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Title: Origin of the visible emission of black silicon microstructures

Silicon, the mainstay semiconductor in microelectronics, is considered unsuitable for optoelectronic applications due to its indirect electronic band gap that limits its efficiency as light emitter. Here, we univocally determine at the nanoscale the origin of visible emission in microstructured black silicon by cathodoluminescence spectroscopy and imaging. We demonstrate the formation of amorphous silicon oxide microstructures with a white emission. The white emission is composed by four features peaking at 1.98 eV, 2.24 eV, 2.77 eV, and 3.05 eV. The origin of such emissions is related to SiO{sub x} intrinsic point defects and to the sulfur doping due to the laser processing. Similar results go in the direction of developing optoelectronic devices suitable for silicon-based circuitry.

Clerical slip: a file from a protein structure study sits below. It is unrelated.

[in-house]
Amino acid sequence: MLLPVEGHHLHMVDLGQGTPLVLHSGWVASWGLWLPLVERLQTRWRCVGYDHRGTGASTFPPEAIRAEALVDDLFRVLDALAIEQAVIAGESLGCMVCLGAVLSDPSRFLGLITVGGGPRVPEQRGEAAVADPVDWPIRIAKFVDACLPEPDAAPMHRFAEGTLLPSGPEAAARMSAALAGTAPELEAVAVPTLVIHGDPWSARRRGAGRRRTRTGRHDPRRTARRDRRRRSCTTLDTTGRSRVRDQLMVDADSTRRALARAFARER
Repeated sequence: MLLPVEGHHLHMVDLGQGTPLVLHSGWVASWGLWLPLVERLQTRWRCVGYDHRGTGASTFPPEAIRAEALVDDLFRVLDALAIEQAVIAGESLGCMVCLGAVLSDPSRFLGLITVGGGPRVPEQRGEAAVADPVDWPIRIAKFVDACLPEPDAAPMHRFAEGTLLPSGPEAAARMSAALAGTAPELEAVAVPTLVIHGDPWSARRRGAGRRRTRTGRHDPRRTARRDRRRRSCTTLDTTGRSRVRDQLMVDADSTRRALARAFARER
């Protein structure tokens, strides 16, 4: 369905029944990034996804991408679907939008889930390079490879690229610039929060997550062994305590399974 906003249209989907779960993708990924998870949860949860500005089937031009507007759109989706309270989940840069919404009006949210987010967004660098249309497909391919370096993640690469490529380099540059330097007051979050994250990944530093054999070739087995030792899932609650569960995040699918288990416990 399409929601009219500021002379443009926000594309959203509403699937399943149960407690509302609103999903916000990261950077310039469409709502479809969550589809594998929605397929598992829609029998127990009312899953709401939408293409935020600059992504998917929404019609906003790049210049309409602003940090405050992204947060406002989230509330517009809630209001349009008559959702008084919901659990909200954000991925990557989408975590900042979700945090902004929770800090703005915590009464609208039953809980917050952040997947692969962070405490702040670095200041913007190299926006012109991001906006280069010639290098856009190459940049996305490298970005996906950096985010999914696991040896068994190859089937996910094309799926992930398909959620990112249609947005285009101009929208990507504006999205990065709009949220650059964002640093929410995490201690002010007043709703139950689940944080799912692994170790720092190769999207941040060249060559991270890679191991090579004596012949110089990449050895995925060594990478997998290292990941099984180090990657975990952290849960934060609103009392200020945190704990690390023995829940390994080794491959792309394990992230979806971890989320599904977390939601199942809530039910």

Authors:
 [1] ;  [2] ;  [3] ; ; ;  [1] ; ;  [4] ;  [3] ;  [2]
  1. IMEM-CNR Institute, Parco Area delle Scienze 37/A, 43124 Parma (Italy)
  2. (United States)
  3. School of Engineering and Applied Sciences, Harvard University, 29 Oxford Street, Cambridge, Massachusetts 02138 (United States)
  4. Department of Materials Science and Engineering, Massachusetts Institute of Technology, 77 Massachusetts Avenue, Cambridge, Massachusetts 02139 (United States)
Publication Date:
OSTI Identifier:
22483178
Resource Type:
Journal Article
Resource Relation:
Journal Name: Applied Physics Letters; Journal Volume: 107; Journal Issue: 2; Other Information: (c) 2015 AIP Publishing LLC; Country of input: International Atomic Energy Agency (IAEA)
Country of Publication:
United States
Language:
English
Subject:
71 CLASSICAL AND QUANTUM MECHANICS, GENERAL PHYSICS; CATHODOLUMINESCENCE; EFFICIENCY; EV RANGE 01-10; LASERS; MICROELECTRONICS; MICROSTRUCTURE; NANOSTRUCTURES; OPTOELECTRONIC DEVICES; ORIGIN; POINT DEFECTS; SEMICONDUCTOR MATERIALS; SILICON; SILICON OXIDES; SPECTROSCOPY